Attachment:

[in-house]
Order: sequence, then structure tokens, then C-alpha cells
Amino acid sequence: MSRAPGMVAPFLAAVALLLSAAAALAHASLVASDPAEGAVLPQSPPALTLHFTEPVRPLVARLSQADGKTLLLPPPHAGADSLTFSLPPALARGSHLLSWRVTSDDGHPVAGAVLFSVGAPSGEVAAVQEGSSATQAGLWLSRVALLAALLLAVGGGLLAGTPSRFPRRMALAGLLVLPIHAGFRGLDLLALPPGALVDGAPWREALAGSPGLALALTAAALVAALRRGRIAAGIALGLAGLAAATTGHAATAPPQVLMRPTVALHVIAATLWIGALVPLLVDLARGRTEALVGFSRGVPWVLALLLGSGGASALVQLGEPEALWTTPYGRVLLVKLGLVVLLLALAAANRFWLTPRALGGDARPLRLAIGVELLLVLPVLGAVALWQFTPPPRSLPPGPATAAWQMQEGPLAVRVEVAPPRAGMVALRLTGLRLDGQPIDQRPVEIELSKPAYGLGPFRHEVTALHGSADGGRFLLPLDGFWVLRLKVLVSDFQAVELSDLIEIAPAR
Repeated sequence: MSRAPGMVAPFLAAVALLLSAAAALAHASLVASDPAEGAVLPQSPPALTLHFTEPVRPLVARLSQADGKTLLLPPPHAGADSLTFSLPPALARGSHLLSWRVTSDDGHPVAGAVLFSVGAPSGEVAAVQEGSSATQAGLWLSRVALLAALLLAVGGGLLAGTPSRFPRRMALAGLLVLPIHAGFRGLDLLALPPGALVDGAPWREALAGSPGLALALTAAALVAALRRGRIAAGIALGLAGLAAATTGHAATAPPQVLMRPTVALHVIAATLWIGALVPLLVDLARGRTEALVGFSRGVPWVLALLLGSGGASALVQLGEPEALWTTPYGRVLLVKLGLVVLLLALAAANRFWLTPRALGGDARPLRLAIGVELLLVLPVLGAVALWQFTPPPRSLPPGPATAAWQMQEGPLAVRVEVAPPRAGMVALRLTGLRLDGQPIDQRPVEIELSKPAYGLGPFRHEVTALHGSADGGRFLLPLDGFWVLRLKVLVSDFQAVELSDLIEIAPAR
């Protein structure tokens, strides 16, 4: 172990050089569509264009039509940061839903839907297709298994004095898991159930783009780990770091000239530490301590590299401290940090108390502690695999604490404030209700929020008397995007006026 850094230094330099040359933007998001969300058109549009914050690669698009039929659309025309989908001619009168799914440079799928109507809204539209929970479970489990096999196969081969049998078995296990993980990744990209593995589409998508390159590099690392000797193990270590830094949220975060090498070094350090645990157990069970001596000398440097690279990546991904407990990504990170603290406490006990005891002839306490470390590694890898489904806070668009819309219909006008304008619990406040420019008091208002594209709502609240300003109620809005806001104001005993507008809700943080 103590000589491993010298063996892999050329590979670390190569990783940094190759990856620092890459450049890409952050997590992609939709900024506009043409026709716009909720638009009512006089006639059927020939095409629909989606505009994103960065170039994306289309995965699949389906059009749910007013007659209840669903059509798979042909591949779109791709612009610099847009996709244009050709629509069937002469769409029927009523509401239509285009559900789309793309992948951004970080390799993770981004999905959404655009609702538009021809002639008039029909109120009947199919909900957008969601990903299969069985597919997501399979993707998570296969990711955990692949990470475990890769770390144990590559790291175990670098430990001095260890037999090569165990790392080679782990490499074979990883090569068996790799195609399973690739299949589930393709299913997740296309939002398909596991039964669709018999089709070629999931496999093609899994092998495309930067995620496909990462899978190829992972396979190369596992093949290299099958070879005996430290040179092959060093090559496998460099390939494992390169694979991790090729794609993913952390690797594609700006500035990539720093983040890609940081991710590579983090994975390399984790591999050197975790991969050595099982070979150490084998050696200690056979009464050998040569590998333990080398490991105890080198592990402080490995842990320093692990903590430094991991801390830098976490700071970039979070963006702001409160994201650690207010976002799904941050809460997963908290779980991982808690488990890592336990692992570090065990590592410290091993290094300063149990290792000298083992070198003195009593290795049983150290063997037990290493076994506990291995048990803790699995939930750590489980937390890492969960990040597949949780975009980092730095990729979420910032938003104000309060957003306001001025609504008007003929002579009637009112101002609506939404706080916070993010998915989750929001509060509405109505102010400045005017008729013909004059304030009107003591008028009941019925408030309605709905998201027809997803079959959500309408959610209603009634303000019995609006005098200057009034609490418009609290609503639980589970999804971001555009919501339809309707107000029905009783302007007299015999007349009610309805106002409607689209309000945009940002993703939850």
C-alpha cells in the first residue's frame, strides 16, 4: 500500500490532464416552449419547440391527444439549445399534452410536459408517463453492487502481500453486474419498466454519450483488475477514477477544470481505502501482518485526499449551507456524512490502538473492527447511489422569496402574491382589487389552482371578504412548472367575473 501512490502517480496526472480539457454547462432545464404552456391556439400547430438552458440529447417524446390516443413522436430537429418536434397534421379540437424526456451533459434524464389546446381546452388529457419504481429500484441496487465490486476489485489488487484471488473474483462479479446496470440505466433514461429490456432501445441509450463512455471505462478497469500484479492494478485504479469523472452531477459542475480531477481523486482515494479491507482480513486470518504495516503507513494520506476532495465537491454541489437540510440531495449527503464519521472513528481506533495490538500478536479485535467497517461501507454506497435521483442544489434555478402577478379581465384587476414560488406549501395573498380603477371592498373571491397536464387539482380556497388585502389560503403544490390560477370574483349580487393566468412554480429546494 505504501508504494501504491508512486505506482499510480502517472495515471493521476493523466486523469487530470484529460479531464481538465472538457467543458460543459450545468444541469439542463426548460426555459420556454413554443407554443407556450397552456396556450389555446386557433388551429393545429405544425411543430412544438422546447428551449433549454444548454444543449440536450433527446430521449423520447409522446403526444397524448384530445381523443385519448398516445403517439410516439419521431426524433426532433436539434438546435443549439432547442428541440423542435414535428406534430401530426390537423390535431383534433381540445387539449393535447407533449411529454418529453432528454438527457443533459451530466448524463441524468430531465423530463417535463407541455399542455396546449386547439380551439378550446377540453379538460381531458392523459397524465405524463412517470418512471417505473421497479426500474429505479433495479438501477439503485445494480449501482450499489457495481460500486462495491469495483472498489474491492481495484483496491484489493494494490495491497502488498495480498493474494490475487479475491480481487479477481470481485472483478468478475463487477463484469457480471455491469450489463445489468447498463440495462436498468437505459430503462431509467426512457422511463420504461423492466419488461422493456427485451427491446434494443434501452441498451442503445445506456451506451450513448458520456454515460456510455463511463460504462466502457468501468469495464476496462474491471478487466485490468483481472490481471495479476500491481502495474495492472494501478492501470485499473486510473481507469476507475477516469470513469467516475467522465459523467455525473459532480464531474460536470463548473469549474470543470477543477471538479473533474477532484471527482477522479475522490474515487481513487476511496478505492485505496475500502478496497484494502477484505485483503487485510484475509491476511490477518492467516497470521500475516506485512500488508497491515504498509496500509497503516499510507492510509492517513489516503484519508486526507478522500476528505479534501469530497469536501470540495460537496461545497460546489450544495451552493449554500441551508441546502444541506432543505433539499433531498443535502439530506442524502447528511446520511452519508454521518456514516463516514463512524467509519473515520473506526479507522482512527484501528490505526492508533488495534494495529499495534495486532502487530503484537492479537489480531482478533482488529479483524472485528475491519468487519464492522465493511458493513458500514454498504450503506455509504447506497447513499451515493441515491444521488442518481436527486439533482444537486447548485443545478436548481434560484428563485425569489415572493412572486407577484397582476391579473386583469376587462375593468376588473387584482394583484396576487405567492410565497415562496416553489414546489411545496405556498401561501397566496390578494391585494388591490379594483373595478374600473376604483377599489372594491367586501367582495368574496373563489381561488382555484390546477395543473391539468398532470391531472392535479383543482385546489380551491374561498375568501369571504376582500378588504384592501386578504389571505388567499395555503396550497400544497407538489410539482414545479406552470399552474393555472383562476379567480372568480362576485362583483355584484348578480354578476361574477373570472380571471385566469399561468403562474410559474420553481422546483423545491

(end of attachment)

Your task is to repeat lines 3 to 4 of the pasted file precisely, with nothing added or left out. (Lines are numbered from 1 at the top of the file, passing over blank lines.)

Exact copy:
Amino acid sequence: MSRAPGMVAPFLAAVALLLSAAAALAHASLVASDPAEGAVLPQSPPALTLHFTEPVRPLVARLSQADGKTLLLPPPHAGADSLTFSLPPALARGSHLLSWRVTSDDGHPVAGAVLFSVGAPSGEVAAVQEGSSATQAGLWLSRVALLAALLLAVGGGLLAGTPSRFPRRMALAGLLVLPIHAGFRGLDLLALPPGALVDGAPWREALAGSPGLALALTAAALVAALRRGRIAAGIALGLAGLAAATTGHAATAPPQVLMRPTVALHVIAATLWIGALVPLLVDLARGRTEALVGFSRGVPWVLALLLGSGGASALVQLGEPEALWTTPYGRVLLVKLGLVVLLLALAAANRFWLTPRALGGDARPLRLAIGVELLLVLPVLGAVALWQFTPPPRSLPPGPATAAWQMQEGPLAVRVEVAPPRAGMVALRLTGLRLDGQPIDQRPVEIELSKPAYGLGPFRHEVTALHGSADGGRFLLPLDGFWVLRLKVLVSDFQAVELSDLIEIAPAR
Repeated sequence: MSRAPGMVAPFLAAVALLLSAAAALAHASLVASDPAEGAVLPQSPPALTLHFTEPVRPLVARLSQADGKTLLLPPPHAGADSLTFSLPPALARGSHLLSWRVTSDDGHPVAGAVLFSVGAPSGEVAAVQEGSSATQAGLWLSRVALLAALLLAVGGGLLAGTPSRFPRRMALAGLLVLPIHAGFRGLDLLALPPGALVDGAPWREALAGSPGLALALTAAALVAALRRGRIAAGIALGLAGLAAATTGHAATAPPQVLMRPTVALHVIAATLWIGALVPLLVDLARGRTEALVGFSRGVPWVLALLLGSGGASALVQLGEPEALWTTPYGRVLLVKLGLVVLLLALAAANRFWLTPRALGGDARPLRLAIGVELLLVLPVLGAVALWQFTPPPRSLPPGPATAAWQMQEGPLAVRVEVAPPRAGMVALRLTGLRLDGQPIDQRPVEIELSKPAYGLGPFRHEVTALHGSADGGRFLLPLDGFWVLRLKVLVSDFQAVELSDLIEIAPAR